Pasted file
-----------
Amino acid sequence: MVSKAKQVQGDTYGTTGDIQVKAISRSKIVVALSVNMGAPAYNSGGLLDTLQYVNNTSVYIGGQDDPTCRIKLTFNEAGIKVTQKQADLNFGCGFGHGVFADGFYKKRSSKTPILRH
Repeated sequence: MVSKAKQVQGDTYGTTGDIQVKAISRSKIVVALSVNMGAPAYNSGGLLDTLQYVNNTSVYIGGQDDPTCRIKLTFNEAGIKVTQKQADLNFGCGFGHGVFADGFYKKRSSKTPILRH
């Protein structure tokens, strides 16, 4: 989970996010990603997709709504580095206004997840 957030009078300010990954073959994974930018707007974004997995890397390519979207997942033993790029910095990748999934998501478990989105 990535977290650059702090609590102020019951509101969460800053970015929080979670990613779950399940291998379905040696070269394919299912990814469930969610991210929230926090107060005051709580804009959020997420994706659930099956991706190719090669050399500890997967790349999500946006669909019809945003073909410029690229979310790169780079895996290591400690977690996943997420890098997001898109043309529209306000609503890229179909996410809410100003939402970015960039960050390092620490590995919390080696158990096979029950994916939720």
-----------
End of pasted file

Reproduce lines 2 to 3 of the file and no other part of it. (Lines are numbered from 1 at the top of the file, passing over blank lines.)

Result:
Repeated sequence: MVSKAKQVQGDTYGTTGDIQVKAISRSKIVVALSVNMGAPAYNSGGLLDTLQYVNNTSVYIGGQDDPTCRIKLTFNEAGIKVTQKQADLNFGCGFGHGVFADGFYKKRSSKTPILRH
């Protein structure tokens, strides 16, 4: 989970996010990603997709709504580095206004997840 957030009078300010990954073959994974930018707007974004997995890397390519979207997942033993790029910095990748999934998501478990989105 990535977290650059702090609590102020019951509101969460800053970015929080979670990613779950399940291998379905040696070269394919299912990814469930969610991210929230926090107060005051709580804009959020997420994706659930099956991706190719090669050399500890997967790349999500946006669909019809945003073909410029690229979310790169780079895996290591400690977690996943997420890098997001898109043309529209306000609503890229179909996410809410100003939402970015960039960050390092620490590995919390080696158990096979029950994916939720």